10 A slow start prevented he and the Rams from opening 3-0, and it remains true that any semblance of consistent pressure can throw him way off balance. But Goff apologists should be thrilled with how this season’s begun. He’s hitting the deep ball. He’s completing passes at a career-high rate. So many signs of steps forward in Year Five.

Last week: 10

11 Is Watson bogged down by his circumstances, or is he also just not quite good enough to lift Houston when the going gets tough? It’s probably a bit of both. The Texans had no favors with this year’s early-season schedule, but they still need more from their star QB. Fortunately, he’s got the skills and wherewithal to improve.

Last week: 11

12 TB12 was predictably productive against a battered Broncos defense in Week 3, and with each week, he seems more comfortable operating Bruce Arians’ offense. The big question is whether he can sustain it throughout the year. Playing with so many weapons (when they’re healthy) can lead to some uncharacteristic risks.

Last week: 12

13 The numbers say he’s right up there with the best of them to open 2020, but the eye test says otherwise, at least partially. Look, Brees remains a respected leader and field general, and his accuracy has generally been good, but there’s a reason he’s refusing to make downfield throws. Does he really need Michael Thomas that much to stretch the field?

Last week: 13

14 The intriguing question here is: Can he ever approach the top 10? Carr has been a very efficient QB since the start of 2019, and he’s once again really taken care of the ball this year, but you still wonder what the sustainable ceiling is. If Vegas can get this version of Carr for the rest of the season, it might be playoff material.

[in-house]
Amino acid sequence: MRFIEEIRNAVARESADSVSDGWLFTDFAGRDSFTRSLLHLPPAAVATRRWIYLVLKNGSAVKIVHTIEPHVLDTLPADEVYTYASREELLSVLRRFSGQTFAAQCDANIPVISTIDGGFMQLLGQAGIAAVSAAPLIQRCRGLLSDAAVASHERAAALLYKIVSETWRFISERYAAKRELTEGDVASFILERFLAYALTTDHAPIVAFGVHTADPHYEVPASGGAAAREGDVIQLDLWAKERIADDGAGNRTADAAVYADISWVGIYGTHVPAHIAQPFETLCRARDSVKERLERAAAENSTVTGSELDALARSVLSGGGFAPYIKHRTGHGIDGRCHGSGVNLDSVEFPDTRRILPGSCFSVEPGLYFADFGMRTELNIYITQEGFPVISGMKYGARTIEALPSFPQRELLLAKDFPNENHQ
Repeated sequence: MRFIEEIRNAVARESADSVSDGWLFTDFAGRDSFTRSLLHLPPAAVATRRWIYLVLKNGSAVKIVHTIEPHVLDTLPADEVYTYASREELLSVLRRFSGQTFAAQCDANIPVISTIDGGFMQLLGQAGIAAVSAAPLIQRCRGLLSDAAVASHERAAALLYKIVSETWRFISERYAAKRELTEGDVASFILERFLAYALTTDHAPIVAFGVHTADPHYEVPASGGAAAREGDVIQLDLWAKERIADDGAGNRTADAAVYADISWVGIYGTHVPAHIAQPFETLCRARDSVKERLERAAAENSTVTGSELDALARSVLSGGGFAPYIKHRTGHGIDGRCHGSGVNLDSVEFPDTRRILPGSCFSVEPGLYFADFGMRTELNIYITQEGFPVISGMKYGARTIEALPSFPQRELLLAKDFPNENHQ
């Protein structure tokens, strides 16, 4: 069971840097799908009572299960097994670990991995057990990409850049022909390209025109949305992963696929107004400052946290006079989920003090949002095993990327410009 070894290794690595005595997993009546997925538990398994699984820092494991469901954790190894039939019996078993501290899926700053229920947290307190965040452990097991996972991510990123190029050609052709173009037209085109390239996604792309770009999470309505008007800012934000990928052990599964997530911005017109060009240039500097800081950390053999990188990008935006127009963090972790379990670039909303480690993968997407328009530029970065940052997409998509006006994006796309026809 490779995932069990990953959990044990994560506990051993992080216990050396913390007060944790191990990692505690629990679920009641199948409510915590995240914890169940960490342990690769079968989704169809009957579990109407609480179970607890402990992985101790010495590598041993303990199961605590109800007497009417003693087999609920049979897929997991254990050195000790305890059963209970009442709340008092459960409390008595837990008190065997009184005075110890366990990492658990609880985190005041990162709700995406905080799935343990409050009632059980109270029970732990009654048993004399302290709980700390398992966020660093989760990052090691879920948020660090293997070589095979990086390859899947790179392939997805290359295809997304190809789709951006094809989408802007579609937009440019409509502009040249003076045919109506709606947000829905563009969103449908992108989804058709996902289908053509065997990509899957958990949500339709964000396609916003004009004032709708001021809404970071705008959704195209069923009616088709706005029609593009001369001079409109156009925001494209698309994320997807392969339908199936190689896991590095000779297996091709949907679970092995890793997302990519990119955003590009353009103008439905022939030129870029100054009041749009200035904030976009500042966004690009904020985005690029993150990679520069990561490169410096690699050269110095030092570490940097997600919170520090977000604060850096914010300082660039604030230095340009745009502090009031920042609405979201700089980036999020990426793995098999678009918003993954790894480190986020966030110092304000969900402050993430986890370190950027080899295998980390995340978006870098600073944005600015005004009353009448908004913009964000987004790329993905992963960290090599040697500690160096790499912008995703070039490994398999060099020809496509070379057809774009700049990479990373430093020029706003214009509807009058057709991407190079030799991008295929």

Last week: 16

15 As a ball-carrier, Newton is playing like vintage Cam, and it’s fair to call him one of the main reasons the Pats are actually competitive in their first post-Tom Brady season. He remains somewhat streaky through the air, though, and that might remain the case as long as New England trots out this receiving corps.

Last week: 15

16 After a much-needed game-winning drive in Week 3, Stafford is primed for a rise back up the board. The arm is still there. He’s just got to be smart, as he was for much of Detroit’s recent upset. The Lions absolutely need him at his best if they want to avoid another slide into conversations about Matt Patricia’s future.

Last week: 17

17 Where in the world is the Carson Wentz of 2017 — or even 2018 or 2019, for that matter? He practically willed the Eagles into overtime to close Week 3, but that was against the winless Bengals, for crying out loud. No. 11 can still be franchise material, but right now, he’s hurting the Eagles more than he’s helping them. He needs to settle down and rebuild confidence fast.

Last week: 14

18 When he’s firing on all cylinders with the rest of the Titans offense, Tannehill is really good. Thing is, he almost always needs the rest of the offense to be doing just that. Without heavy doses of Derrick Henry, is he beating the winless Vikings in Week 3?

Last week: 19

19 Minshew Mania fell back to Earth in the kickoff of Week 3, in which he couldn’t hit easy throws to beat the struggling Dolphins at home. Still, it’d be a stunner if his athleticism and moxie weren’t back on display in short order.

Last week: 18

20 Call him Joe Cool, because Burrow looks like a bona fide veteran three games into his career. Savvy in and outside of the pocket, he’s also controlling the football despite an incredibly shaky O-line. The Bengals found themselves a keeper.